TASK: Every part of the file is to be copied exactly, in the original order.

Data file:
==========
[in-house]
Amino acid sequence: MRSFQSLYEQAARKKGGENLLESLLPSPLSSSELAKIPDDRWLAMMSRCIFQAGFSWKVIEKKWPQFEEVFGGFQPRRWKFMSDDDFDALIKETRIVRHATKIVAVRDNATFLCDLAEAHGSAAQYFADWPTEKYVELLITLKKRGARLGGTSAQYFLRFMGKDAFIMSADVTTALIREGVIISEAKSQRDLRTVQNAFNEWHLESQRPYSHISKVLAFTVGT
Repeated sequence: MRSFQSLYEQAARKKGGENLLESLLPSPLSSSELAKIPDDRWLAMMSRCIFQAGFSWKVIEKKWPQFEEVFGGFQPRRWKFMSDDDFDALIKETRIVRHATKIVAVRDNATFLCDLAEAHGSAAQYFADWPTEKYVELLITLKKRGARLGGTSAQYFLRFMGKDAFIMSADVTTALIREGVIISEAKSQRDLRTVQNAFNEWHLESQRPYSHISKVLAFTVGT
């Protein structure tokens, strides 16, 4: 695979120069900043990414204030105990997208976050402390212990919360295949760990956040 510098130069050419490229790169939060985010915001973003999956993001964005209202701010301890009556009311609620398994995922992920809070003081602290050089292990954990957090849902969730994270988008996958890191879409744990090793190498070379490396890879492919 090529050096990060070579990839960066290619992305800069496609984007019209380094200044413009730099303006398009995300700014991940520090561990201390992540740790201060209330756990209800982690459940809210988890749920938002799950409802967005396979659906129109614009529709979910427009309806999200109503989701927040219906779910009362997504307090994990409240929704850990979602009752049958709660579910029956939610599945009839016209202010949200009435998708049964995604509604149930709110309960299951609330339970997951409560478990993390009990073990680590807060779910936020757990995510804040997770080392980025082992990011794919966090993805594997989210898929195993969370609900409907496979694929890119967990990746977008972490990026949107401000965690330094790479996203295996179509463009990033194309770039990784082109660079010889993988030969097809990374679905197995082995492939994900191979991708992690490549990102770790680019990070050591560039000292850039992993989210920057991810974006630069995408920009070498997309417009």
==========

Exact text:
[in-house]
Amino acid sequence: MRSFQSLYEQAARKKGGENLLESLLPSPLSSSELAKIPDDRWLAMMSRCIFQAGFSWKVIEKKWPQFEEVFGGFQPRRWKFMSDDDFDALIKETRIVRHATKIVAVRDNATFLCDLAEAHGSAAQYFADWPTEKYVELLITLKKRGARLGGTSAQYFLRFMGKDAFIMSADVTTALIREGVIISEAKSQRDLRTVQNAFNEWHLESQRPYSHISKVLAFTVGT
Repeated sequence: MRSFQSLYEQAARKKGGENLLESLLPSPLSSSELAKIPDDRWLAMMSRCIFQAGFSWKVIEKKWPQFEEVFGGFQPRRWKFMSDDDFDALIKETRIVRHATKIVAVRDNATFLCDLAEAHGSAAQYFADWPTEKYVELLITLKKRGARLGGTSAQYFLRFMGKDAFIMSADVTTALIREGVIISEAKSQRDLRTVQNAFNEWHLESQRPYSHISKVLAFTVGT
């Protein structure tokens, strides 16, 4: 695979120069900043990414204030105990997208976050402390212990919360295949760990956040 510098130069050419490229790169939060985010915001973003999956993001964005209202701010301890009556009311609620398994995922992920809070003081602290050089292990954990957090849902969730994270988008996958890191879409744990090793190498070379490396890879492919 090529050096990060070579990839960066290619992305800069496609984007019209380094200044413009730099303006398009995300700014991940520090561990201390992540740790201060209330756990209800982690459940809210988890749920938002799950409802967005396979659906129109614009529709979910427009309806999200109503989701927040219906779910009362997504307090994990409240929704850990979602009752049958709660579910029956939610599945009839016209202010949200009435998708049964995604509604149930709110309960299951609330339970997951409560478990993390009990073990680590807060779910936020757990995510804040997770080392980025082992990011794919966090993805594997989210898929195993969370609900409907496979694929890119967990990746977008972490990026949107401000965690330094790479996203295996179509463009990033194309770039990784082109660079010889993988030969097809990374679905197995082995492939994900191979991708992690490549990102770790680019990070050591560039000292850039992993989210920057991810974006630069995408920009070498997309417009």